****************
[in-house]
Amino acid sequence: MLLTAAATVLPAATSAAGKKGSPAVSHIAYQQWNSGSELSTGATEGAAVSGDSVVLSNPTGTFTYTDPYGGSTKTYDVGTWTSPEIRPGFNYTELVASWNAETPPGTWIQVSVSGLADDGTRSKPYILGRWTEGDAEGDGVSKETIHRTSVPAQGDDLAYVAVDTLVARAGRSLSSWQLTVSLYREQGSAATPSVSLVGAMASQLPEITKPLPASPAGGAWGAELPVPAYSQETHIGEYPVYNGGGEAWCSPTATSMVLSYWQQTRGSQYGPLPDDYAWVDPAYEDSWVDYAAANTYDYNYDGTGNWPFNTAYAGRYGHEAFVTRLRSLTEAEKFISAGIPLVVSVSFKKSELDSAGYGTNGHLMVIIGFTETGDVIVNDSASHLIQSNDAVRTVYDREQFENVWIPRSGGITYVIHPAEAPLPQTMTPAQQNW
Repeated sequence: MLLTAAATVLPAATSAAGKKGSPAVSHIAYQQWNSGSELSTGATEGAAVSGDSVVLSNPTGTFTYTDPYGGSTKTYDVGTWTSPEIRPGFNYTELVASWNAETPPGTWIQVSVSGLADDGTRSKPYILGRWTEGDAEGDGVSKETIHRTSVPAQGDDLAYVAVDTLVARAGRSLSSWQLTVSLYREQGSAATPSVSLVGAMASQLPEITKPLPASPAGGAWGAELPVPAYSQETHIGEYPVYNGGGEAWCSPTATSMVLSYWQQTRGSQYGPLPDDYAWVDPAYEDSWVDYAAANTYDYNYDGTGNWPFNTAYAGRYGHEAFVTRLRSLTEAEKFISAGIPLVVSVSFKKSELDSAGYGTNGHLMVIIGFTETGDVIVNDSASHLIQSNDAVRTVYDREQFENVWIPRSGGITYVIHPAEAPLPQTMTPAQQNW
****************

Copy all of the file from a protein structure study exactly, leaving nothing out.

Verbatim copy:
[in-house]
Amino acid sequence: MLLTAAATVLPAATSAAGKKGSPAVSHIAYQQWNSGSELSTGATEGAAVSGDSVVLSNPTGTFTYTDPYGGSTKTYDVGTWTSPEIRPGFNYTELVASWNAETPPGTWIQVSVSGLADDGTRSKPYILGRWTEGDAEGDGVSKETIHRTSVPAQGDDLAYVAVDTLVARAGRSLSSWQLTVSLYREQGSAATPSVSLVGAMASQLPEITKPLPASPAGGAWGAELPVPAYSQETHIGEYPVYNGGGEAWCSPTATSMVLSYWQQTRGSQYGPLPDDYAWVDPAYEDSWVDYAAANTYDYNYDGTGNWPFNTAYAGRYGHEAFVTRLRSLTEAEKFISAGIPLVVSVSFKKSELDSAGYGTNGHLMVIIGFTETGDVIVNDSASHLIQSNDAVRTVYDREQFENVWIPRSGGITYVIHPAEAPLPQTMTPAQQNW
Repeated sequence: MLLTAAATVLPAATSAAGKKGSPAVSHIAYQQWNSGSELSTGATEGAAVSGDSVVLSNPTGTFTYTDPYGGSTKTYDVGTWTSPEIRPGFNYTELVASWNAETPPGTWIQVSVSGLADDGTRSKPYILGRWTEGDAEGDGVSKETIHRTSVPAQGDDLAYVAVDTLVARAGRSLSSWQLTVSLYREQGSAATPSVSLVGAMASQLPEITKPLPASPAGGAWGAELPVPAYSQETHIGEYPVYNGGGEAWCSPTATSMVLSYWQQTRGSQYGPLPDDYAWVDPAYEDSWVDYAAANTYDYNYDGTGNWPFNTAYAGRYGHEAFVTRLRSLTEAEKFISAGIPLVVSVSFKKSELDSAGYGTNGHLMVIIGFTETGDVIVNDSASHLIQSNDAVRTVYDREQFENVWIPRSGGITYVIHPAEAPLPQTMTPAQQNW